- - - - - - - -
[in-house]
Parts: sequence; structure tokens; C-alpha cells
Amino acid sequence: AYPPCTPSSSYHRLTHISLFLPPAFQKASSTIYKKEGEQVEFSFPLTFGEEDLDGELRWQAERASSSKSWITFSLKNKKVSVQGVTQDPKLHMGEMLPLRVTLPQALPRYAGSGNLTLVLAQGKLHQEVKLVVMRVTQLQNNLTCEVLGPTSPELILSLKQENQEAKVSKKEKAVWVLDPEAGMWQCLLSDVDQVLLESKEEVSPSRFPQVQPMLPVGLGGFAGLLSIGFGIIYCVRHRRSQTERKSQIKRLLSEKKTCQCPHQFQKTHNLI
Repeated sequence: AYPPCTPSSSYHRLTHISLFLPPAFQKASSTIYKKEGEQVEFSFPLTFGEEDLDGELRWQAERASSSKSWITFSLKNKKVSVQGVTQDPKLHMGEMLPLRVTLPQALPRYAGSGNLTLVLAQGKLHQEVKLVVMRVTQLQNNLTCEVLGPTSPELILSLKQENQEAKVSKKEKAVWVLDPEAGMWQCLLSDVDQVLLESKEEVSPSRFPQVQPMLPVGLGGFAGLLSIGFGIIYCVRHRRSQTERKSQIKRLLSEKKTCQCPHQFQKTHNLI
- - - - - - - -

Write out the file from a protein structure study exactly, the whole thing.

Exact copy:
[in-house]
Parts: sequence; structure tokens; C-alpha cells
Amino acid sequence: AYPPCTPSSSYHRLTHISLFLPPAFQKASSTIYKKEGEQVEFSFPLTFGEEDLDGELRWQAERASSSKSWITFSLKNKKVSVQGVTQDPKLHMGEMLPLRVTLPQALPRYAGSGNLTLVLAQGKLHQEVKLVVMRVTQLQNNLTCEVLGPTSPELILSLKQENQEAKVSKKEKAVWVLDPEAGMWQCLLSDVDQVLLESKEEVSPSRFPQVQPMLPVGLGGFAGLLSIGFGIIYCVRHRRSQTERKSQIKRLLSEKKTCQCPHQFQKTHNLI
Repeated sequence: AYPPCTPSSSYHRLTHISLFLPPAFQKASSTIYKKEGEQVEFSFPLTFGEEDLDGELRWQAERASSSKSWITFSLKNKKVSVQGVTQDPKLHMGEMLPLRVTLPQALPRYAGSGNLTLVLAQGKLHQEVKLVVMRVTQLQNNLTCEVLGPTSPELILSLKQENQEAKVSKKEKAVWVLDPEAGMWQCLLSDVDQVLLESKEEVSPSRFPQVQPMLPVGLGGFAGLLSIGFGIIYCVRHRRSQTERKSQIKRLLSEKKTCQCPHQFQKTHNLI